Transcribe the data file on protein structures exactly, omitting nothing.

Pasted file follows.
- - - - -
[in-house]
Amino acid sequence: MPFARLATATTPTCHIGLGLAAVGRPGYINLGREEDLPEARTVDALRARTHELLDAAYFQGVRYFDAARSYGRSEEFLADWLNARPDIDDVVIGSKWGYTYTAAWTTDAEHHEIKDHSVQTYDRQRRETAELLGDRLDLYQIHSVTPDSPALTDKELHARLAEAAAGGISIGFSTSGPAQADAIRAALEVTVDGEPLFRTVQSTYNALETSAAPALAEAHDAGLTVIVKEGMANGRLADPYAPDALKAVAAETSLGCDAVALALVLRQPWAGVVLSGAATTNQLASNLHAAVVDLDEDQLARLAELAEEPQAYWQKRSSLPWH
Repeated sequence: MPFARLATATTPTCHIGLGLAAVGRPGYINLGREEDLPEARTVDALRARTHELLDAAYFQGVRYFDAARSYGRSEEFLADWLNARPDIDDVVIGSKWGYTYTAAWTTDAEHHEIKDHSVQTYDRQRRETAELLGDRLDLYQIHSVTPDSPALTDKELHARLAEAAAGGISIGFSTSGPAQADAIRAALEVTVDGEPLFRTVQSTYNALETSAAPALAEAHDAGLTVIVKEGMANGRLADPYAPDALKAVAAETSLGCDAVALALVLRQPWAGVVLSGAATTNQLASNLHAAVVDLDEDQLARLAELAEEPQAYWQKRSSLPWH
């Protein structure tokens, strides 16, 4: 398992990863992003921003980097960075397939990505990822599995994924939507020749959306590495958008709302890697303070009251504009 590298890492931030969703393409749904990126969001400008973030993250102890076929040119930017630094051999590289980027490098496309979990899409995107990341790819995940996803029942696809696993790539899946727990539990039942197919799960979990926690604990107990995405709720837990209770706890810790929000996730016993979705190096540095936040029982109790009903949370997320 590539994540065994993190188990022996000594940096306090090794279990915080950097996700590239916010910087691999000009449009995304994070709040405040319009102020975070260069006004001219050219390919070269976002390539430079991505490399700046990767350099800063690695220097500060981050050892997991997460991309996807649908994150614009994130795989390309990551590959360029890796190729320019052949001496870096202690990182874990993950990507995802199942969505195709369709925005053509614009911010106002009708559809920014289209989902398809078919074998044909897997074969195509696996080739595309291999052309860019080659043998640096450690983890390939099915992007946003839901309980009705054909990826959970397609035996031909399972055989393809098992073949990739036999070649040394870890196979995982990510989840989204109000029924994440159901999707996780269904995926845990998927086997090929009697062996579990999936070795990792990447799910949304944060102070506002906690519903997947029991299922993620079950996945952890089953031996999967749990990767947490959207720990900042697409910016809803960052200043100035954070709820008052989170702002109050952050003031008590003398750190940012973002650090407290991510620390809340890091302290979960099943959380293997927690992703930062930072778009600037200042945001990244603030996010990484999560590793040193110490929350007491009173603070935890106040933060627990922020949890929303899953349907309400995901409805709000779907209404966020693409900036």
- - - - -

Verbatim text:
[in-house]
Amino acid sequence: MPFARLATATTPTCHIGLGLAAVGRPGYINLGREEDLPEARTVDALRARTHELLDAAYFQGVRYFDAARSYGRSEEFLADWLNARPDIDDVVIGSKWGYTYTAAWTTDAEHHEIKDHSVQTYDRQRRETAELLGDRLDLYQIHSVTPDSPALTDKELHARLAEAAAGGISIGFSTSGPAQADAIRAALEVTVDGEPLFRTVQSTYNALETSAAPALAEAHDAGLTVIVKEGMANGRLADPYAPDALKAVAAETSLGCDAVALALVLRQPWAGVVLSGAATTNQLASNLHAAVVDLDEDQLARLAELAEEPQAYWQKRSSLPWH
Repeated sequence: MPFARLATATTPTCHIGLGLAAVGRPGYINLGREEDLPEARTVDALRARTHELLDAAYFQGVRYFDAARSYGRSEEFLADWLNARPDIDDVVIGSKWGYTYTAAWTTDAEHHEIKDHSVQTYDRQRRETAELLGDRLDLYQIHSVTPDSPALTDKELHARLAEAAAGGISIGFSTSGPAQADAIRAALEVTVDGEPLFRTVQSTYNALETSAAPALAEAHDAGLTVIVKEGMANGRLADPYAPDALKAVAAETSLGCDAVALALVLRQPWAGVVLSGAATTNQLASNLHAAVVDLDEDQLARLAELAEEPQAYWQKRSSLPWH
């Protein structure tokens, strides 16, 4: 398992990863992003921003980097960075397939990505990822599995994924939507020749959306590495958008709302890697303070009251504009 590298890492931030969703393409749904990126969001400008973030993250102890076929040119930017630094051999590289980027490098496309979990899409995107990341790819995940996803029942696809696993790539899946727990539990039942197919799960979990926690604990107990995405709720837990209770706890810790929000996730016993979705190096540095936040029982109790009903949370997320 590539994540065994993190188990022996000594940096306090090794279990915080950097996700590239916010910087691999000009449009995304994070709040405040319009102020975070260069006004001219050219390919070269976002390539430079991505490399700046990767350099800063690695220097500060981050050892997991997460991309996807649908994150614009994130795989390309990551590959360029890796190729320019052949001496870096202690990182874990993950990507995802199942969505195709369709925005053509614009911010106002009708559809920014289209989902398809078919074998044909897997074969195509696996080739595309291999052309860019080659043998640096450690983890390939099915992007946003839901309980009705054909990826959970397609035996031909399972055989393809098992073949990739036999070649040394870890196979995982990510989840989204109000029924994440159901999707996780269904995926845990998927086997090929009697062996579990999936070795990792990447799910949304944060102070506002906690519903997947029991299922993620079950996945952890089953031996999967749990990767947490959207720990900042697409910016809803960052200043100035954070709820008052989170702002109050952050003031008590003398750190940012973002650090407290991510620390809340890091302290979960099943959380293997927690992703930062930072778009600037200042945001990244603030996010990484999560590793040193110490929350007491009173603070935890106040933060627990922020949890929303899953349907309400995901409805709000779907209404966020693409900036």